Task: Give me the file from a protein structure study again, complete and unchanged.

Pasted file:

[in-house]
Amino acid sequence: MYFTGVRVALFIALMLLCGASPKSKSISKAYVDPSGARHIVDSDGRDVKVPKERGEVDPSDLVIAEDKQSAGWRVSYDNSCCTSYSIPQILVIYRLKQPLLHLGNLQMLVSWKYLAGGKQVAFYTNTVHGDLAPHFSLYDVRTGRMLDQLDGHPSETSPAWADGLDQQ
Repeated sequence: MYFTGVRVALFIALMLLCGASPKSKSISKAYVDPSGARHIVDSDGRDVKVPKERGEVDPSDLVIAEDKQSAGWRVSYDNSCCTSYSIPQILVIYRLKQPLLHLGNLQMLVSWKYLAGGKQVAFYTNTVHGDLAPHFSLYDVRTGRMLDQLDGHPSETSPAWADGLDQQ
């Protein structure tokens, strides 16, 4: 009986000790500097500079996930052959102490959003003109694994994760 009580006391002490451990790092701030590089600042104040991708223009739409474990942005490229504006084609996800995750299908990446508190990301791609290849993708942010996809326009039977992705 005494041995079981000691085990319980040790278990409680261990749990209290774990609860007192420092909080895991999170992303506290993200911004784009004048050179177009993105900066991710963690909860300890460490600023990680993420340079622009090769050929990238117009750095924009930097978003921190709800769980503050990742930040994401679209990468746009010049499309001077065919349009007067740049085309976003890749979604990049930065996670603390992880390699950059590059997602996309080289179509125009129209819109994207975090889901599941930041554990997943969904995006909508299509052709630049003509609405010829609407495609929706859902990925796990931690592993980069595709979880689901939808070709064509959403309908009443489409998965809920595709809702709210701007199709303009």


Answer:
[in-house]
Amino acid sequence: MYFTGVRVALFIALMLLCGASPKSKSISKAYVDPSGARHIVDSDGRDVKVPKERGEVDPSDLVIAEDKQSAGWRVSYDNSCCTSYSIPQILVIYRLKQPLLHLGNLQMLVSWKYLAGGKQVAFYTNTVHGDLAPHFSLYDVRTGRMLDQLDGHPSETSPAWADGLDQQ
Repeated sequence: MYFTGVRVALFIALMLLCGASPKSKSISKAYVDPSGARHIVDSDGRDVKVPKERGEVDPSDLVIAEDKQSAGWRVSYDNSCCTSYSIPQILVIYRLKQPLLHLGNLQMLVSWKYLAGGKQVAFYTNTVHGDLAPHFSLYDVRTGRMLDQLDGHPSETSPAWADGLDQQ
């Protein structure tokens, strides 16, 4: 009986000790500097500079996930052959102490959003003109694994994760 009580006391002490451990790092701030590089600042104040991708223009739409474990942005490229504006084609996800995750299908990446508190990301791609290849993708942010996809326009039977992705 005494041995079981000691085990319980040790278990409680261990749990209290774990609860007192420092909080895991999170992303506290993200911004784009004048050179177009993105900066991710963690909860300890460490600023990680993420340079622009090769050929990238117009750095924009930097978003921190709800769980503050990742930040994401679209990468746009010049499309001077065919349009007067740049085309976003890749979604990049930065996670603390992880390699950059590059997602996309080289179509125009129209819109994207975090889901599941930041554990997943969904995006909508299509052709630049003509609405010829609407495609929706859902990925796990931690592993980069595709979880689901939808070709064509959403309908009443489409998965809920595709809702709210701007199709303009």